On 14th March 2017, the South China Morning Post reported the bust of a loan syndicate that preyed on migrant domestic workers. The syndicate lent HK$10 million at interest rates of up to 120 per cent per year, while the highest legal interest rate set by the Money Lenders Ordinance of Hong Kong is 60% p.a. SCMP reports that two ringleaders led the syndicate and recruited other domestic workers to coerce 1,200 domestic workers over the period of March 2016 to October 2016 to take out loans. This operation by the police is reported to be part of a six-month crackdown against triads and organised crime ahead of the visit by state leaders. (Read the full article: here.) Enrich welcomes this development of cracking down of organised crime and the prevalence of law over the hundreds of predatory lenders that profit from victimising migrant domestic workers as well as other low-income groups in Hong Kong.
At Enrich, we hear the stories from the victims of predatory lenders first-hand through our Financial Counselling service and Helpline. Our Financial Counselling service and Helpline are open to migrant domestic worker and their employers in face of financial crisis situations. We have developed information materials on the Rights and Responsibilities of Borrowers in Hong Kong as well: English: here, Bahasa Indonesia: here.
Many are surprised by the extreme levels of debt that migrant domestic workers can fall into when their monthly salary is only just over HK$4000. The sad truth is, there are multiple factors at play, including wider systematic issues.
At the micro-level, migrant domestic workers are not equipped with information on their rights, responsibilities, and risks of taking out financial loans, and they are burdened with financial responsibility to provide for immediate needs of loved ones back home, on top of their own living expenses. As can be seen in the SCMP article, these women were so unaware of their right to keep their passports and employment contracts, and that the interest rate was far above the legal limit.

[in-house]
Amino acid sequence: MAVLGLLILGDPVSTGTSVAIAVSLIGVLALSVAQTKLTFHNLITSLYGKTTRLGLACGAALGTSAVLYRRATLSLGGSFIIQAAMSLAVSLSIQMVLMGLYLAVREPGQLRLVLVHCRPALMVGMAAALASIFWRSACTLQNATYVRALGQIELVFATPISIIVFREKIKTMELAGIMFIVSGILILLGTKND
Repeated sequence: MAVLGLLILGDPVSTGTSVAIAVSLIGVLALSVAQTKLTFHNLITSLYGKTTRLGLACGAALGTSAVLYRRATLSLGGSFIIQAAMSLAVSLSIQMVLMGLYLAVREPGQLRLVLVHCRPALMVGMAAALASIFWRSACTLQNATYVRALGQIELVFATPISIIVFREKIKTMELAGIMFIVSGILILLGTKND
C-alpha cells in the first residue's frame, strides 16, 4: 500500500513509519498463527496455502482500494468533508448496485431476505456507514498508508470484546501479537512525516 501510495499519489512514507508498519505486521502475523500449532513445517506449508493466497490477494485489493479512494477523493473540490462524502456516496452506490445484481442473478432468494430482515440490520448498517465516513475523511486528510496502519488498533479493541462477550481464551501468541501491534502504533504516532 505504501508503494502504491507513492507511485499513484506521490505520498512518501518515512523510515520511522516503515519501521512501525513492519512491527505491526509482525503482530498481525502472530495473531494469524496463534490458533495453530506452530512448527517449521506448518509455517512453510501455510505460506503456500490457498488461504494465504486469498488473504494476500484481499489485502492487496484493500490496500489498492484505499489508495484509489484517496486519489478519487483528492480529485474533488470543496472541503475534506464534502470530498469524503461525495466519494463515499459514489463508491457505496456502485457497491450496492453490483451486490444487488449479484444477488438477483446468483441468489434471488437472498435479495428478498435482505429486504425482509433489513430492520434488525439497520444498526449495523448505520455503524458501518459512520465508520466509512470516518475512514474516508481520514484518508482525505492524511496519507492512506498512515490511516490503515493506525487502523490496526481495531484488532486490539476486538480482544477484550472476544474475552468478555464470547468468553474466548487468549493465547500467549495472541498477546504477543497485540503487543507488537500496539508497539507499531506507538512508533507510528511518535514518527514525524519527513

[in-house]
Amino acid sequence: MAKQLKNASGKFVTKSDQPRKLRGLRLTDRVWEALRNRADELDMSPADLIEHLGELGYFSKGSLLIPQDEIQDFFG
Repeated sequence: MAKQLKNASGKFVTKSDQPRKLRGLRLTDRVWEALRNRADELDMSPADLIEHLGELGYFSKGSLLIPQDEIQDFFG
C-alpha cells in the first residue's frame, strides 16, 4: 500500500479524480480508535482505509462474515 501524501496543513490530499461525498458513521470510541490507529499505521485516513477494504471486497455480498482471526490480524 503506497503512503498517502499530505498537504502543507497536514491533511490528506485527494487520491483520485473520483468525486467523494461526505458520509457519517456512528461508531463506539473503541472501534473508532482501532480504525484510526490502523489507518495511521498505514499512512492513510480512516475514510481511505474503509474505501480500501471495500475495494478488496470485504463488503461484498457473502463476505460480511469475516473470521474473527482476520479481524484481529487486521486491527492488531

Outside of this, 1 in 2 migrant domestic workers arrive in Hong Kong with an average debt of HK$15,000 to recruitment and training fees. Migrant domestic workers have told us of incidences of unethical employment agencies colluding with lending companies to coerce migrant workers to take out a loan as soon as they arrive to pay off these recruitment debts first. For many migrant women, the employment agency is the only people they know in Hong Kong when they first arrive here making it very difficult to refuse or question them.
It is also incredibly easy for migrant domestic workers to qualify for loans of large sums of money. Migrant domestic workers can be eligible for a HK$40,000 loan as her first loan and without credit checks between lenders, she could take out multiple loans. At even the legal interest rate of 60% p.a., which is justified with domestic worker due to their visa reliance on a two-year contract, a vicious cycle of debt takes shape very fast.
Though Enrich strongly encourages a shift to a culture of saving, we recognise too that sometimes, there is just no other way but to take out a loan to make a critical payment – because there are no savings or alternatives to fall on. In the 10 years of running and refining our Financial and Empowerment Education Programmes, we have learned there is no simple approach – and the solution must be a holistic one with the partnership and collaboration of key stakeholders.
Following the bust of this criminal loan syndicate, we call for greater attention to these debt traps set for migrant domestic workers in Hong Kong. We are thankful to all our supporters, partners, volunteers, and migrant domestic worker groups for working together with us to protect the financial rights of migrant domestic workers.
By Lenlen Mesina, Executive Director, Enrich
Here are the Rights and Responsibilities of Borrowers in Hong Kong: English: here, Bahasa Indonesia: here. Find more information on dealing with debt in our Resources for Employers: here, and Resources for Domestic Workers: here.